Lucy Buffett on Gumbo, Gulf Shores and Living a Creative Life
Lucy Buffett is wearing a floppy hat to keep her windblown hair in order. Buffett, owner of the Gulf Shores institution LuLu’s, has just ferried herself and her girlfriends to the canal-side restaurant via boat. Now she’s sitting on the outside patio, drinking coffee and talking about her desire to spend the rest of the summer paddle-boarding. As soon as she finishes up her whirlwind book tour, that is.
The most recognizable restauranteur this side of I-10, Buffett has recently completed her second book, Gumbo Love: Recipes for Gulf Coast Cooking, Entertaining and Savoring the Good Life. It contains recipes for coastal dishes like margaritas and peel-and-eat shrimp (poached in tequila!), plus her advice for a "bright life and a happy kitchen." One tip: "Run towards what you fear; close your eyes, hold your nose, and jump into it."
LuLu’s began as a simple burger joint and bait shop on Week’s Bay in 1998, and then—after a cross-county move to the Intracoastal Waterway, five years later—grew into a laid-back, but always-packed, restaurant with one of the hardest reservations to get at the beach. The restaurant recently expanded to Destin, Fla., and soon will open a third location in Myrtle Beach, S.C.
Edible Lower Alabama sat down with Buffett on the LuLu’s patio in Gulf Shores and talked about what makes Gulf Coast cuisine special, what gumbo and Indian curry have in common, and the surprising way she wants to spend her fall.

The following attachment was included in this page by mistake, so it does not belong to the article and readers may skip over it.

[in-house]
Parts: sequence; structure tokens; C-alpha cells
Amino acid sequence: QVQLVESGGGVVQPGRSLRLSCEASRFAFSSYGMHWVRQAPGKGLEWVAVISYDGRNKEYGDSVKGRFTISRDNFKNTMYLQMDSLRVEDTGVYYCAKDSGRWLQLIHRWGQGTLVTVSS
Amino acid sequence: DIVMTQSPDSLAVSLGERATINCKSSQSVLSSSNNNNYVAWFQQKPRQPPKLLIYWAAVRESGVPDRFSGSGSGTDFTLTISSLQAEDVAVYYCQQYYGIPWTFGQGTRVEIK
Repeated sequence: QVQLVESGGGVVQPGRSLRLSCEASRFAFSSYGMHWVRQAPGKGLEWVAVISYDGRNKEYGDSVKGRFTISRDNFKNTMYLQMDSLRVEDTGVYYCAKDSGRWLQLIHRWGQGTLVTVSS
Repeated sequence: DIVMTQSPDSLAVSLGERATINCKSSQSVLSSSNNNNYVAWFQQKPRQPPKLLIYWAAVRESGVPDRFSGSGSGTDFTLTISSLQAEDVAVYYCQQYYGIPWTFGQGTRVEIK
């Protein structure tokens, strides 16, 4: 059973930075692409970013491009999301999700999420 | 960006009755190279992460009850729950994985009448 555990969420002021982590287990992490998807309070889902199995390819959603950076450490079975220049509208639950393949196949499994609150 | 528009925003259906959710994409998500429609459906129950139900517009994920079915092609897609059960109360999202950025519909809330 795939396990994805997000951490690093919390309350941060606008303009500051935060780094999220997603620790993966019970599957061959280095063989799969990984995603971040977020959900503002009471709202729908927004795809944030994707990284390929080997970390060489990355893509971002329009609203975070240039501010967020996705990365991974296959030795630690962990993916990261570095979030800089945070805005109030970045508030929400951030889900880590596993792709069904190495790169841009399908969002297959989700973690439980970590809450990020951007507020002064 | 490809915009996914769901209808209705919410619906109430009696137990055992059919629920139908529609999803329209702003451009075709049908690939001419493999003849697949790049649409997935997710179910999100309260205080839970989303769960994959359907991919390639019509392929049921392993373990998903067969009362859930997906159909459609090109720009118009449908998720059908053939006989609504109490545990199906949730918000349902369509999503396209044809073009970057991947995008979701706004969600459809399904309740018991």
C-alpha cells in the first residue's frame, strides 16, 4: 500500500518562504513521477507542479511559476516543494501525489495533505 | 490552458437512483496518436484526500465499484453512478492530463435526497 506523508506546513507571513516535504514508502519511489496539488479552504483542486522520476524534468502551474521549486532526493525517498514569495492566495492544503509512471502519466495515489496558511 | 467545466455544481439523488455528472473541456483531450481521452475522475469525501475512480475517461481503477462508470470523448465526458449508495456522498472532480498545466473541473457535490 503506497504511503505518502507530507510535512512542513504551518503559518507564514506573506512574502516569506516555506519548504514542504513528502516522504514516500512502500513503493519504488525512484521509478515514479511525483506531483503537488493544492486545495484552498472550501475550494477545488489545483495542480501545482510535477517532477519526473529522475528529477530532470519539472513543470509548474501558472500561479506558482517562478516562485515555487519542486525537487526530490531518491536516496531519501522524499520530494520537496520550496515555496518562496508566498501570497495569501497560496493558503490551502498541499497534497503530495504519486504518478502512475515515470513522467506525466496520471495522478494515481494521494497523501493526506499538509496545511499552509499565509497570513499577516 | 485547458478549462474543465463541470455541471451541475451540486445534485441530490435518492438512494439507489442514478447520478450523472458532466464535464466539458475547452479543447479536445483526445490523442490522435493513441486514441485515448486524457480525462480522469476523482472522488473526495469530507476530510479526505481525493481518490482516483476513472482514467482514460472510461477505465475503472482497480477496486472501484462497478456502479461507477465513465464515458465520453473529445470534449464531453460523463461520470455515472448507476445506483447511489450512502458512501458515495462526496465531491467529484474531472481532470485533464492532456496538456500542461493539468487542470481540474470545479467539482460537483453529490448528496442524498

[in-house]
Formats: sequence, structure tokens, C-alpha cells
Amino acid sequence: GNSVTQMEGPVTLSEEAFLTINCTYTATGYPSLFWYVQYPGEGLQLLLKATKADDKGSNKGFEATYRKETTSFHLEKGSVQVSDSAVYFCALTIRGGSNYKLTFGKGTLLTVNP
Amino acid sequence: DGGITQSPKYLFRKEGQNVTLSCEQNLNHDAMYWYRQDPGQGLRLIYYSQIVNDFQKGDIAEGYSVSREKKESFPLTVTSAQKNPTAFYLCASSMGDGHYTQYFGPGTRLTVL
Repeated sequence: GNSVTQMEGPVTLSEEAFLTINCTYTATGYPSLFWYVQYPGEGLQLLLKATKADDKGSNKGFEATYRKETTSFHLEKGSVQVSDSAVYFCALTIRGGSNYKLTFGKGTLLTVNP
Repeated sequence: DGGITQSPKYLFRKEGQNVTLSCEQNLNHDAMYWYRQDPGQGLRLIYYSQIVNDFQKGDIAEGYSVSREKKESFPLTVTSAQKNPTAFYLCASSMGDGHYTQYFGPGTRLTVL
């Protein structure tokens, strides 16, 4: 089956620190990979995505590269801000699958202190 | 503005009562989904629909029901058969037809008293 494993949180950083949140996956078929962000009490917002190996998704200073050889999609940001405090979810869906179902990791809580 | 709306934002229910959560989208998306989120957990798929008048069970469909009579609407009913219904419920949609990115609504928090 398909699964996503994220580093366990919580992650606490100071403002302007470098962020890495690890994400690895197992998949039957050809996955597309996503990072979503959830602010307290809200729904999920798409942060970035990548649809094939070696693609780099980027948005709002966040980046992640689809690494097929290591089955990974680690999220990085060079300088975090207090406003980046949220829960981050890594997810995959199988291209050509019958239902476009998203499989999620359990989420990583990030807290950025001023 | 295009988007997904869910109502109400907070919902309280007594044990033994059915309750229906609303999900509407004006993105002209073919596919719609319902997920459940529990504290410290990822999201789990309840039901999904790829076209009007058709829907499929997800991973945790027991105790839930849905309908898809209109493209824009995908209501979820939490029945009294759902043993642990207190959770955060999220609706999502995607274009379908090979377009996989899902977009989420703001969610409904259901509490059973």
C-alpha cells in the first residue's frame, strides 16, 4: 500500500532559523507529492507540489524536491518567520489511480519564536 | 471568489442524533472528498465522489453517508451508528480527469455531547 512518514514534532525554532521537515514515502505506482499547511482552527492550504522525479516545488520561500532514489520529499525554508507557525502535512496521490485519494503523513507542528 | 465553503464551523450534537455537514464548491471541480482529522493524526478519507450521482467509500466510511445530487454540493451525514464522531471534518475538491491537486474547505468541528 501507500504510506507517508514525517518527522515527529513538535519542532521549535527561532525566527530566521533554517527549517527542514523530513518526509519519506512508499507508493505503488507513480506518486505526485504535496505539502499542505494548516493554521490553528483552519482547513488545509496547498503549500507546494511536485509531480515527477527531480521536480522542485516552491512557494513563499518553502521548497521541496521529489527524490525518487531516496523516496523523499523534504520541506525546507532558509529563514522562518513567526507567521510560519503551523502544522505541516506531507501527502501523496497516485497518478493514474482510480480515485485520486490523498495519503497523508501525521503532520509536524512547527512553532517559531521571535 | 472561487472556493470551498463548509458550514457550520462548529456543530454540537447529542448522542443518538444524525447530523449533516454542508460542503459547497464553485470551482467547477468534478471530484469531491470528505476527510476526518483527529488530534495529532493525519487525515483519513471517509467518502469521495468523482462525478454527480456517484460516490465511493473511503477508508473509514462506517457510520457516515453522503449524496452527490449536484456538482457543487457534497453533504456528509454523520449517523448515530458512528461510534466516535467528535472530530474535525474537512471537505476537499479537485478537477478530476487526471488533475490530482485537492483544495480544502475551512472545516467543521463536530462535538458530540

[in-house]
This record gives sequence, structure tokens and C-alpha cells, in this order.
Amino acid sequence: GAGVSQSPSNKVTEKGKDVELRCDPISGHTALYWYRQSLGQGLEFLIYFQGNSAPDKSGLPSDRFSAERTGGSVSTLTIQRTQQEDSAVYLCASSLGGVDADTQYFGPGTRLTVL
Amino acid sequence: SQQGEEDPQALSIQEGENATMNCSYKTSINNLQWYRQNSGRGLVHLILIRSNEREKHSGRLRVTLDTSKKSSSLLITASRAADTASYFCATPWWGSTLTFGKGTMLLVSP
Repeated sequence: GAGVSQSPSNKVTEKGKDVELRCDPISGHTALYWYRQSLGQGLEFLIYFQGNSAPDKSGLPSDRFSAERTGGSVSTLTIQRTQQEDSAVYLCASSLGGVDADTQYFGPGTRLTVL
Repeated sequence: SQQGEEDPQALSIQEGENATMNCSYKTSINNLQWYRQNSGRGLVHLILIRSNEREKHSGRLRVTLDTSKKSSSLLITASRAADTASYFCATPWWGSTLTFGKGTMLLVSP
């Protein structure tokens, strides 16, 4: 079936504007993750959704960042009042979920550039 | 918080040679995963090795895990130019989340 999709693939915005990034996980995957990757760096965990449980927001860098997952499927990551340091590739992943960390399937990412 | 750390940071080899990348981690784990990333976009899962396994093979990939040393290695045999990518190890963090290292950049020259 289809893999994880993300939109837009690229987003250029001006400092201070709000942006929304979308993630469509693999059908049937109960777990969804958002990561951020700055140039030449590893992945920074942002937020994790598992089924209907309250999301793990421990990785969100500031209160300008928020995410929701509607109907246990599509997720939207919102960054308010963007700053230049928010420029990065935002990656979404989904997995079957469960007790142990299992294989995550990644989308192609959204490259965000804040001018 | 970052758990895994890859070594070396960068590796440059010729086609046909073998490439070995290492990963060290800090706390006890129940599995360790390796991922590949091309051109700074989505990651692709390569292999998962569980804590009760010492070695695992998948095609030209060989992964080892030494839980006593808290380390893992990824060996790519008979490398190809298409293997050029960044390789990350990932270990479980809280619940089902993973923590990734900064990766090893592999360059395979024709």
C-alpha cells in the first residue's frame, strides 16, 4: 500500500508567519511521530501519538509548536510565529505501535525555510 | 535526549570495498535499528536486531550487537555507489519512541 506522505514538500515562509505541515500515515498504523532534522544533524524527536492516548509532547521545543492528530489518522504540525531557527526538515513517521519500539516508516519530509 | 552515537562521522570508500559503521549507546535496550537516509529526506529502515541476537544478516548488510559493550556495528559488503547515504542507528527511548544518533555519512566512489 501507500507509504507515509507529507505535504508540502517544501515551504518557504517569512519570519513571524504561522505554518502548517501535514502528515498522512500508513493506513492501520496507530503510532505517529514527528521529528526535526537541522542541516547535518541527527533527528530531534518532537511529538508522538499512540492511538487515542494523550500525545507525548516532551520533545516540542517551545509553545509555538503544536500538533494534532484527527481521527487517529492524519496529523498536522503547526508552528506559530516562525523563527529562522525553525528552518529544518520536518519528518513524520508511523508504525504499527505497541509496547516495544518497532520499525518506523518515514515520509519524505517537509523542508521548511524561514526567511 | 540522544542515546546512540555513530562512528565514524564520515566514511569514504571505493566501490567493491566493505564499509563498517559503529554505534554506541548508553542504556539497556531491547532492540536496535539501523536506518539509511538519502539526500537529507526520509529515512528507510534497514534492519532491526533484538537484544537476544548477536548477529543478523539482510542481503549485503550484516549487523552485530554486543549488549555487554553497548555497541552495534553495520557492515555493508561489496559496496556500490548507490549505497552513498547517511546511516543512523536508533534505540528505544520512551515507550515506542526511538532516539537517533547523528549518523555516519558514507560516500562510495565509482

Edible Lower Alabama: When outsiders think about food from this region, New Orleans comes to mind. How would you explain Alabama, Gulf Coast cuisine to people who are unfamiliar with it?
Lucy Buffett: Northern Gulf Coast cuisine, where we are, is Southern food with a real emphasis on seafood. And it has the Cajun and Creole influence, which migrated here from New Orleans all of the way across to the [Florida] panhandle. We have beautiful farmland just inland. So you marry all those together and you get some really fun dishes. Fried blue crab claws is one of those delicacies that is completely a Gulf Coast dish.
We really enjoy the creative expression of cooking here. And a lot of folks cook because it’s part of how they entertain. Grilling and fishing are also part of our recreation. Yesterday, I saw some people shrimping just with a net off the back of their boat. It’s why people gather. It’s how Southerners celebrate, and it's how they grieve.
Has your understanding or definition of this cuisine changed over time?
Both of my cookbooks really just feature the classic, Gulf Coast dishes that I grew up with. However, I took an aerial view of the entire Gulf of Mexico recently and realized all these other cuisines are going on here, from Old Floridian to Cuban to Mexican to Tex-Mex. We also have Vietnamese shrimpers in Mississippi; Asian cuisine has become more available. All of those cuisines are having some influence on what we do here now.
You say Gumbo Love is a love letter to this area. Why is gumbo specifically the best way to express that love?
Well to me, it’s a piece of my family tradition. It’s a piece of many families’ food culture, food tradition along the Gulf Coast. I always say, gumbo’s not the first thing I learned to cook, but it's the first thing I learned to master. I had to cook at a very early age to feed my family. And I just picked up making gumbo because that's what my grandmother did. I practiced it over and over again, and if I was going to have a family gathering, they’d always ask, “Are you going to cook the gumbo?” It's the thing I became known for.